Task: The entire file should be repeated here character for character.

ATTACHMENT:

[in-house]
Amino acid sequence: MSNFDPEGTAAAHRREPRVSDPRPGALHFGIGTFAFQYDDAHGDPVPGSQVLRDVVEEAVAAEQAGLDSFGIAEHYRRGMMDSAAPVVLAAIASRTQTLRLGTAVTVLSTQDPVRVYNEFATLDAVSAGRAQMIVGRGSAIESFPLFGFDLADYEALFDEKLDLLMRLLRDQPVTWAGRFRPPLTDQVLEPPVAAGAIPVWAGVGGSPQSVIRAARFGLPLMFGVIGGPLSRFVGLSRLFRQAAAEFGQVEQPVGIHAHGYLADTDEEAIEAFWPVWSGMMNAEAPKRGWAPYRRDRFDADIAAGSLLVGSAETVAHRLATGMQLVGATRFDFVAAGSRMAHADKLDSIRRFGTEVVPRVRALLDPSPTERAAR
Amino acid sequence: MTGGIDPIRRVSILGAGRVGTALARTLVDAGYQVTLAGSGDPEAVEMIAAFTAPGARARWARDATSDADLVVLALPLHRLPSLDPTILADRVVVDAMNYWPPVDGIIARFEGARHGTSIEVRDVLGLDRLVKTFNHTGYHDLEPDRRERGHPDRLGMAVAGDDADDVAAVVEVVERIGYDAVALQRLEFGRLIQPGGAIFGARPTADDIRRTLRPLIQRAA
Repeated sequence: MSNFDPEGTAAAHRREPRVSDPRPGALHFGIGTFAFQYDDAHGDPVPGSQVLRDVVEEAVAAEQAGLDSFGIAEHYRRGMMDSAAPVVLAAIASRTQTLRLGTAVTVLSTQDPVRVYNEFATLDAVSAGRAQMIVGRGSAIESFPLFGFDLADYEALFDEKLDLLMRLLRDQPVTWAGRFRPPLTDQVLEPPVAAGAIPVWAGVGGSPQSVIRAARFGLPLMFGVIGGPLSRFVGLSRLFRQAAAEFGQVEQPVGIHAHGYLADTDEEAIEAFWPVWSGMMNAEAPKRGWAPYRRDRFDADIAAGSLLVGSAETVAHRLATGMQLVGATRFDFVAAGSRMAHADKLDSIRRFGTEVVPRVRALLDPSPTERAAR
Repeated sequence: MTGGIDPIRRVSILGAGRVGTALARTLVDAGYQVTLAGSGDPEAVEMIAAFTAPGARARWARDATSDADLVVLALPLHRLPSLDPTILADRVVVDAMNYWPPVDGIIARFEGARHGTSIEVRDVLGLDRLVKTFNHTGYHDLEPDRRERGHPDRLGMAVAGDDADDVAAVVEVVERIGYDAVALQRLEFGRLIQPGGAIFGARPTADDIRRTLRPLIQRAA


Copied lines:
[in-house]
Amino acid sequence: MSNFDPEGTAAAHRREPRVSDPRPGALHFGIGTFAFQYDDAHGDPVPGSQVLRDVVEEAVAAEQAGLDSFGIAEHYRRGMMDSAAPVVLAAIASRTQTLRLGTAVTVLSTQDPVRVYNEFATLDAVSAGRAQMIVGRGSAIESFPLFGFDLADYEALFDEKLDLLMRLLRDQPVTWAGRFRPPLTDQVLEPPVAAGAIPVWAGVGGSPQSVIRAARFGLPLMFGVIGGPLSRFVGLSRLFRQAAAEFGQVEQPVGIHAHGYLADTDEEAIEAFWPVWSGMMNAEAPKRGWAPYRRDRFDADIAAGSLLVGSAETVAHRLATGMQLVGATRFDFVAAGSRMAHADKLDSIRRFGTEVVPRVRALLDPSPTERAAR
Amino acid sequence: MTGGIDPIRRVSILGAGRVGTALARTLVDAGYQVTLAGSGDPEAVEMIAAFTAPGARARWARDATSDADLVVLALPLHRLPSLDPTILADRVVVDAMNYWPPVDGIIARFEGARHGTSIEVRDVLGLDRLVKTFNHTGYHDLEPDRRERGHPDRLGMAVAGDDADDVAAVVEVVERIGYDAVALQRLEFGRLIQPGGAIFGARPTADDIRRTLRPLIQRAA
Repeated sequence: MSNFDPEGTAAAHRREPRVSDPRPGALHFGIGTFAFQYDDAHGDPVPGSQVLRDVVEEAVAAEQAGLDSFGIAEHYRRGMMDSAAPVVLAAIASRTQTLRLGTAVTVLSTQDPVRVYNEFATLDAVSAGRAQMIVGRGSAIESFPLFGFDLADYEALFDEKLDLLMRLLRDQPVTWAGRFRPPLTDQVLEPPVAAGAIPVWAGVGGSPQSVIRAARFGLPLMFGVIGGPLSRFVGLSRLFRQAAAEFGQVEQPVGIHAHGYLADTDEEAIEAFWPVWSGMMNAEAPKRGWAPYRRDRFDADIAAGSLLVGSAETVAHRLATGMQLVGATRFDFVAAGSRMAHADKLDSIRRFGTEVVPRVRALLDPSPTERAAR
Repeated sequence: MTGGIDPIRRVSILGAGRVGTALARTLVDAGYQVTLAGSGDPEAVEMIAAFTAPGARARWARDATSDADLVVLALPLHRLPSLDPTILADRVVVDAMNYWPPVDGIIARFEGARHGTSIEVRDVLGLDRLVKTFNHTGYHDLEPDRRERGHPDRLGMAVAGDDADDVAAVVEVVERIGYDAVALQRLEFGRLIQPGGAIFGARPTADDIRRTLRPLIQRAA